Chains of Command Chains of Command:
From Kirkus Reviews , 05/01/93:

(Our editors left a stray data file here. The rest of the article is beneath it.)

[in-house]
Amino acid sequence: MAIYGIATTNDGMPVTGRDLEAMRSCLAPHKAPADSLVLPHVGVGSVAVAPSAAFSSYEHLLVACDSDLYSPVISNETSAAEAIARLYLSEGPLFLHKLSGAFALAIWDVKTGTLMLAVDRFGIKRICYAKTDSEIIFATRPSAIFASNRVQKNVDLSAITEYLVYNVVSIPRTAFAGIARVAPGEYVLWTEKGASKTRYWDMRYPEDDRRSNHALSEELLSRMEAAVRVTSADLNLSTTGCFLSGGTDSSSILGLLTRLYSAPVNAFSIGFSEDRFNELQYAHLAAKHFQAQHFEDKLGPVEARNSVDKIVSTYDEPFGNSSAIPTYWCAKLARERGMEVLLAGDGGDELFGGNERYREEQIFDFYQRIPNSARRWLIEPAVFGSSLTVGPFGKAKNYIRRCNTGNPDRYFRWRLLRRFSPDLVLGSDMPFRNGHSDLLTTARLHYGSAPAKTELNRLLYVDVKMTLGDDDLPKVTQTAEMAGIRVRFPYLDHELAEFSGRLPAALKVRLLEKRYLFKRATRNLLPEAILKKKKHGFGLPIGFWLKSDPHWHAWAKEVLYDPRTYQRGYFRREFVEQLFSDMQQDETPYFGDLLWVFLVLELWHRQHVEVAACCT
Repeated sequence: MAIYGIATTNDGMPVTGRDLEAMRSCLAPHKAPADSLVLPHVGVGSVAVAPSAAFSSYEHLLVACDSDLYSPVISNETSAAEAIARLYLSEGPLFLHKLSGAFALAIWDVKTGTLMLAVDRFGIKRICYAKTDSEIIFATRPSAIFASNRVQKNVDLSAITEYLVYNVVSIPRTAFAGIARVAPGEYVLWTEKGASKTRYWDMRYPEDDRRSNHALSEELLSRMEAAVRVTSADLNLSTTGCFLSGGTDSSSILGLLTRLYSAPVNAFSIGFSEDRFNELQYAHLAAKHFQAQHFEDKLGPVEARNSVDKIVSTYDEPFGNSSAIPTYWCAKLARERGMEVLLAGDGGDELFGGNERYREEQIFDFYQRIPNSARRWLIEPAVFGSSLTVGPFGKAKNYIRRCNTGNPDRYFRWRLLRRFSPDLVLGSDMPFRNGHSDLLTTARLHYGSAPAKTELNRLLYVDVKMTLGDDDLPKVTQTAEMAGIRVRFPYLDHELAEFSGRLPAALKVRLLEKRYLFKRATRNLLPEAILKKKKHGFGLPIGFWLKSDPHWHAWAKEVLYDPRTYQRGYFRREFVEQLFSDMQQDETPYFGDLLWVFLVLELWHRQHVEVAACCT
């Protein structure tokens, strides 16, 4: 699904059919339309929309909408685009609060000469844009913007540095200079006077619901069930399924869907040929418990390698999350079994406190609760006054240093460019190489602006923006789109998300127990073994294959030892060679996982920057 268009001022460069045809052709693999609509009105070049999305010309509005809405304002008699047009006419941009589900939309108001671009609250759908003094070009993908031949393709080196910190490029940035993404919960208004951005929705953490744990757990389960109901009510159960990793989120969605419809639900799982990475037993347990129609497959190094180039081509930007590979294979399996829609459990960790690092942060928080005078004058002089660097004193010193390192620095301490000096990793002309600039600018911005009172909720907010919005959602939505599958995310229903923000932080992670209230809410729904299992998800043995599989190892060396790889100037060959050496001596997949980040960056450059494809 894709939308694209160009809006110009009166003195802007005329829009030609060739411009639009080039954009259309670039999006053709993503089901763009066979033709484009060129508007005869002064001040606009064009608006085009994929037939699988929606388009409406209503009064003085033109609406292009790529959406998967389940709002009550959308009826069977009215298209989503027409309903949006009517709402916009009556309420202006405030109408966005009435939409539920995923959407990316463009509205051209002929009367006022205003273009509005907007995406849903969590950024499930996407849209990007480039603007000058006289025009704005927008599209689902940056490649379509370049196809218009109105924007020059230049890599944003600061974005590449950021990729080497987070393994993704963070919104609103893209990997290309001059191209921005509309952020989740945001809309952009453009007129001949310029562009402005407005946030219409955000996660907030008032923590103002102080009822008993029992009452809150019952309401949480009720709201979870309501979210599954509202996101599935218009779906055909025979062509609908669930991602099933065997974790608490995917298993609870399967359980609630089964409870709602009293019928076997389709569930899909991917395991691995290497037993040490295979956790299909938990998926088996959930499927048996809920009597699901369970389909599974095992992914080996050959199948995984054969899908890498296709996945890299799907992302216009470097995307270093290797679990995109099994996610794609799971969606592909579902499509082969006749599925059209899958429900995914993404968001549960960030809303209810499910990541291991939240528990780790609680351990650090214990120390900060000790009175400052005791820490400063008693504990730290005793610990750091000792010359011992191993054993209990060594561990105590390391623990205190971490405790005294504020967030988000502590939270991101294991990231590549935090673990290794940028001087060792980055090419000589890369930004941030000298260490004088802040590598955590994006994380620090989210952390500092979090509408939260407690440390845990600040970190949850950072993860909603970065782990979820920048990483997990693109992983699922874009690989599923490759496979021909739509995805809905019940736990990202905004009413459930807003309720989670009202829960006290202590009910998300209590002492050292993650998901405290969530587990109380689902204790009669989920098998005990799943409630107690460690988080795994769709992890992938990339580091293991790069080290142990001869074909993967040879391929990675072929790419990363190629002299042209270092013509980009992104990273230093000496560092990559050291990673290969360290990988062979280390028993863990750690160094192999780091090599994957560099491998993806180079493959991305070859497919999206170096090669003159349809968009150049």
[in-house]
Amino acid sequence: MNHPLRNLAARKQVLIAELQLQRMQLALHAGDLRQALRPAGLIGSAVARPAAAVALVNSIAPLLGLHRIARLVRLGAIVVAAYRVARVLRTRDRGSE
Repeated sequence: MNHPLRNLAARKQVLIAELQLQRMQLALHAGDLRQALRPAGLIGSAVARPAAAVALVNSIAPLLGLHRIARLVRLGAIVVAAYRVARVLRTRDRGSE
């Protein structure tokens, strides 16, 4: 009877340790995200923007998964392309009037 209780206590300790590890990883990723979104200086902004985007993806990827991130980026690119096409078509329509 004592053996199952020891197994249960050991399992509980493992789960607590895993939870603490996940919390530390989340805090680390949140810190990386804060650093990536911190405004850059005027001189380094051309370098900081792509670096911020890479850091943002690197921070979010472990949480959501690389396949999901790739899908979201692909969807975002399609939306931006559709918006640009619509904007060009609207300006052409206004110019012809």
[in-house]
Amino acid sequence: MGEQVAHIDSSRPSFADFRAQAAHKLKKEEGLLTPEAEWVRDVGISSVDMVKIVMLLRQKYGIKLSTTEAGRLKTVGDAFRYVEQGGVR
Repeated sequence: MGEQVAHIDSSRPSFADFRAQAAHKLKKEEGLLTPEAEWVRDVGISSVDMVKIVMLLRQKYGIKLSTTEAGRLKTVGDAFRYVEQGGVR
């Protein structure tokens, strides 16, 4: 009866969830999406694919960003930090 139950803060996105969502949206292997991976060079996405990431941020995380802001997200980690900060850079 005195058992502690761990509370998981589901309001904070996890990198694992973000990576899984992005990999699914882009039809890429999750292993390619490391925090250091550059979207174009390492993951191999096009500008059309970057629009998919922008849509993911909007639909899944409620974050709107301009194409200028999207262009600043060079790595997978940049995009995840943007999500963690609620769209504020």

Eastern Europe erupts in war as the Russians rush to the aid of their compatriots in Moldova, happily trampling Ukraine in the process. As usual, Air Force veteran Brown (Night of the Hawk, 1992, etc.) gives all the good parts to the pilots. They never get mentioned by name, but America's fast-food swilling, loose-talking, draft-dodging President and his control-freak, borderline-dominatrix, unelected-tsarina, anti-military, knee-jerk liberal wife are the real villains in this near-future military technothriller. Their rush to de-fund the troops--plus their reliance on bull sessions to solve the world's arguments--nearly undoes the nice new world order left by George Bush. They're just not prepared for the brutality of a retro-rigid Russia where old-line Stalinist Vitaly Velichko has usurped Boris Yeltsin's seat and loosed the dogs of war on the former Soviet republics of Moldova and Ukraine. The guy simply does not play fair--he uses nukes without having a meeting to get in touch with the world's feelings. It's up to America's new downsized Air Force to come to the aid of Ukraine, where the planes are all Soviet antiques but the pilots are all heart. American heroes include Robert Redford look-alike Darren Mace, who was supposed to but didn't drop a nuke on Saddam Hussein, and superpilotess- businesswoman Rebecca Furness, a victim of the First Lady's ruthless reductions in force. The Ukrainian hero is Pavlo Tychina, a first-rate flyer out for some serious revenge after his fianc‚e falls victim to the Russian neutron bomb. The action is, as you expect from Brown, great. But the surprisingly violent Clinton-bashing--while amusing--will probably not make a lot of new friends for the genre. -- Copyright ©1993, Kirkus Associates, LP. All rights reserved.